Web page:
5. The FAA is investigating an off-duty police officer's use of a personal drone outside an apartment building, saying he may have broken federal aviation rules. Louisville Metro Police Sgt. Derrick Leachman reportedly flew the drone labeled "LMPD" around multiple balconies of the 29-story 800 Tower City Club Apartments. A police spokesman said Leachman was flying the drone on his personal time, which is allowed, and the department hasn't received any complaints about the situation. The FAA is looking into whether Leachman's drone was legally allowed in that airspace, which is near Louisville International Airport. - COURIER-JOURNAL
6. Ninety-five countries worldwide now own military drones, which is a notable increase from 2010, according to a new report by the Center for the Study of the Drone. The report, which is due out for release today, found that an estimated 30,000 or more drones are currently in service globally, according to The Wall Street Journal. In many countries, their armed forces are using drone operations more in such a way that it's changing global security, it said. - WSJ
7. Police in Daytona Beach used a drone to monitor a man during a standoff. The suspect, 45-year-old David B. Allen, locked himself in the Ocean Breeze Club for six hours on Saturday. According to police, Allen made suicidal threats and claimed he had a hostage and a grenade, threatening to detonate it if police tried to arrest him. Instead, police deployed the drone to look inside the room and used the footage to determine that the grenade was not operational and that Allen was alone. He was subsequently arrested. - WPEC
8. A newly released video shows a jail inmate in Ohio accepting a package dropped from a drone. The inmate is in an outdoor exercise yard at the Cuyahoga County Jail complex when he tries to catch the parcel as it's falling, throwing an orange shirt over it immediately to conceal the package from other inmates. The package reportedly contained a contraband cellphone and marijuana. The use of drones to smuggle in contraband to prisons has been a growing problem in the U.S. and elsewhere. - NY POST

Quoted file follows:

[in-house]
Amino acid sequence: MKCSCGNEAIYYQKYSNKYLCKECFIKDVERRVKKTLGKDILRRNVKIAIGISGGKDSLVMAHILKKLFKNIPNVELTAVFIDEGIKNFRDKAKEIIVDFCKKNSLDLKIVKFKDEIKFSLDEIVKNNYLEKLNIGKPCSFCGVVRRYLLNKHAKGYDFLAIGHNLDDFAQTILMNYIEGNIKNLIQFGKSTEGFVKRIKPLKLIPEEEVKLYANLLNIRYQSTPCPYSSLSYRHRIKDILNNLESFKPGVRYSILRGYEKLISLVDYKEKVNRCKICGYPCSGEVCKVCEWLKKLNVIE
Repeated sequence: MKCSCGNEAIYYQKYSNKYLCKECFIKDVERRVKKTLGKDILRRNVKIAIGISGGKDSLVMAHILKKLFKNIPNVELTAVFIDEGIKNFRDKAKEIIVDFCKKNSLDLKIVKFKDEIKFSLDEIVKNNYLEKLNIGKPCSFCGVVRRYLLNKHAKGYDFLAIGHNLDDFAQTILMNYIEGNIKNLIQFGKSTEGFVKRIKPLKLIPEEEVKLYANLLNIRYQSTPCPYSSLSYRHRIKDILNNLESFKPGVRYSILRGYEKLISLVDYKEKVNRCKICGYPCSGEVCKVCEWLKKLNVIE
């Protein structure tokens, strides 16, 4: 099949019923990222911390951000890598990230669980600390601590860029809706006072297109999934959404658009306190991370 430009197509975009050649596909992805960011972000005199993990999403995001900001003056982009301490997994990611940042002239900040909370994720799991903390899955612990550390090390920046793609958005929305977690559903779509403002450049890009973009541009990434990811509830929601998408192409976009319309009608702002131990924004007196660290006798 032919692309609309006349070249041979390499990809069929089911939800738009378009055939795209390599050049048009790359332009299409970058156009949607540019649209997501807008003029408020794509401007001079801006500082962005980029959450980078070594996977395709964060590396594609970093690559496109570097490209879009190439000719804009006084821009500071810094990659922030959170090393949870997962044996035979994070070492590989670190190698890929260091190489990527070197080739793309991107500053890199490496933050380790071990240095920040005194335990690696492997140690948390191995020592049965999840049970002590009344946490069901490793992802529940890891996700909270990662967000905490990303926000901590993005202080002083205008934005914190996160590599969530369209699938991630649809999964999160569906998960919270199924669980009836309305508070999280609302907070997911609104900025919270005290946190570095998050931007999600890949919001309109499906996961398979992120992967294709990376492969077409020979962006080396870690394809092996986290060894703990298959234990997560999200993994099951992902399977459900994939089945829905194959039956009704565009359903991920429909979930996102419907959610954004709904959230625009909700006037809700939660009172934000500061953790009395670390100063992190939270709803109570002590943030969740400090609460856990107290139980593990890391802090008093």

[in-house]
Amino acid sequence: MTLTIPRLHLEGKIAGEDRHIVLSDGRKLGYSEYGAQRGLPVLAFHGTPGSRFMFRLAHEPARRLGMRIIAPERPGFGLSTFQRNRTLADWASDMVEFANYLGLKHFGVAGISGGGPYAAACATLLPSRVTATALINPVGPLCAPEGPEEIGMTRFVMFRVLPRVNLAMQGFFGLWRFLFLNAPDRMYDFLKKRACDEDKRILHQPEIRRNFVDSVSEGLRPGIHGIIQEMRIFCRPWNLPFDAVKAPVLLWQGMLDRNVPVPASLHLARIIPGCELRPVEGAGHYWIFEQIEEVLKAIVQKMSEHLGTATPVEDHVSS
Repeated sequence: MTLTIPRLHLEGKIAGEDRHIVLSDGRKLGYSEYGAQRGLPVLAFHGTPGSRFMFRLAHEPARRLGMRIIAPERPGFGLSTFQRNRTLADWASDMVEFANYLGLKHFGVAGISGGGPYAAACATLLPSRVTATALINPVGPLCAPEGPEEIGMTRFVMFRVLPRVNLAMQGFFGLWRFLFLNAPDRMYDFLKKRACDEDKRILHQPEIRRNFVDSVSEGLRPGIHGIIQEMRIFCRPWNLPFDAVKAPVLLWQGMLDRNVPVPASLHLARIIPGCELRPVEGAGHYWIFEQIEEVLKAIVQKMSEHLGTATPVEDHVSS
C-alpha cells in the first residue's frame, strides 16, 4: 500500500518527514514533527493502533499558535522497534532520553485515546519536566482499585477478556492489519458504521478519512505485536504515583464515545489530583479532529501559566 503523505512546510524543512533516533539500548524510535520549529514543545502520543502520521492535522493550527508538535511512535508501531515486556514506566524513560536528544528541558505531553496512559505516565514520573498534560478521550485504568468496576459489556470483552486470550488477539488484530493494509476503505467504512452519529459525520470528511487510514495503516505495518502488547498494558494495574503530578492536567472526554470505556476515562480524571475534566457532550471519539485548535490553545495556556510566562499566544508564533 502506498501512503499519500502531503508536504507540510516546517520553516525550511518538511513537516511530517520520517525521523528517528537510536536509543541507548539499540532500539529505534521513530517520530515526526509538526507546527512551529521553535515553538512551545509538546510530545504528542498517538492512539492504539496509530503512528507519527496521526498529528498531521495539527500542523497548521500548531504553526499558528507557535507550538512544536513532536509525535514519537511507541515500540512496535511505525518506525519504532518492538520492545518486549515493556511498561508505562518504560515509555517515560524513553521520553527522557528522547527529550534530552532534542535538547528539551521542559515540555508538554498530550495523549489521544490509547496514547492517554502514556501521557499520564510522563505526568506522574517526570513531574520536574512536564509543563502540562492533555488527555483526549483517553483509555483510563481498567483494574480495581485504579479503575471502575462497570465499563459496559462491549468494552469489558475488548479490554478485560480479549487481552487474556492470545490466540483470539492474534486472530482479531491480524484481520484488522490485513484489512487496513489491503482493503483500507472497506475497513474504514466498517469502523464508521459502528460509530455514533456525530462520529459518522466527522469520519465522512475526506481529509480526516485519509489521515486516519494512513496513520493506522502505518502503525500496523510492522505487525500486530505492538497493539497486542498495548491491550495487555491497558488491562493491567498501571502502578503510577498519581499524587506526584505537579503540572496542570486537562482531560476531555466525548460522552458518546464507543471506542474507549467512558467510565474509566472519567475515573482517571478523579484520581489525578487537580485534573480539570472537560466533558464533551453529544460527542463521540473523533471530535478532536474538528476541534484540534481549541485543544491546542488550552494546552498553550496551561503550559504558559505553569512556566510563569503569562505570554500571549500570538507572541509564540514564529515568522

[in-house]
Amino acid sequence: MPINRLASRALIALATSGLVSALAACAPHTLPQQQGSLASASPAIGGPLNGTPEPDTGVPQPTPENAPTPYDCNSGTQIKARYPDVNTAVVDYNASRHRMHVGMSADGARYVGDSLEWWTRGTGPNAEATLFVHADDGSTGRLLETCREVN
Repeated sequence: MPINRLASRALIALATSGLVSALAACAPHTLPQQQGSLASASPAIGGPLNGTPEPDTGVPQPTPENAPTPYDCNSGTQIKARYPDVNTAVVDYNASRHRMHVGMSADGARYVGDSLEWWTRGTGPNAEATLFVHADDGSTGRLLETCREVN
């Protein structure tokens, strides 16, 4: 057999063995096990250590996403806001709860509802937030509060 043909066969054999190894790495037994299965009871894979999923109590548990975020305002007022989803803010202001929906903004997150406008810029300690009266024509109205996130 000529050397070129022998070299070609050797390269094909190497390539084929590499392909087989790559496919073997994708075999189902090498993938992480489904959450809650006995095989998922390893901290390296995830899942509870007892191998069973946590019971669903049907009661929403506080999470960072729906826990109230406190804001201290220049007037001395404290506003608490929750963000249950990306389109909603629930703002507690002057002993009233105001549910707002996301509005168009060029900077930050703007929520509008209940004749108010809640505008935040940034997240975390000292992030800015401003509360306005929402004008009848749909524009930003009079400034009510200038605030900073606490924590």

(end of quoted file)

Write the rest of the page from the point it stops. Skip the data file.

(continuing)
9. Drones have started delivering anti-venom and other medicines to residents in Meghalaya, a state in northeastern India that has a high number of snakebite victims. In 2016, 404 people died from snakebites in the state. The new pilot project, which delivers medicines to remote areas where anti-venom is not always available, is a collaboration between the North Eastern Council agency, the North Eastern Indira Gandhi Regional Institute of Health and Medical Sciences, and North Eastern Space Application Centre. - THE HINDU
10. Today's drone Video of the Week shows off the skills of FPV drone pilot Mr Steele, aka Steele Davis, who captured race cars drifting around the track Road Atlanta in Georgia during the Gridlife South event.
Written and curated by Beth Duckett in Orange County. Beth is a former reporter for The Arizona Republic who has written for USA Today, Get Out magazine and other publications. Follow her tweets about breaking news and other topics in southern California here.
Editor: Kim Lyons (Pittsburgh-based journalist and managing editor at Inside).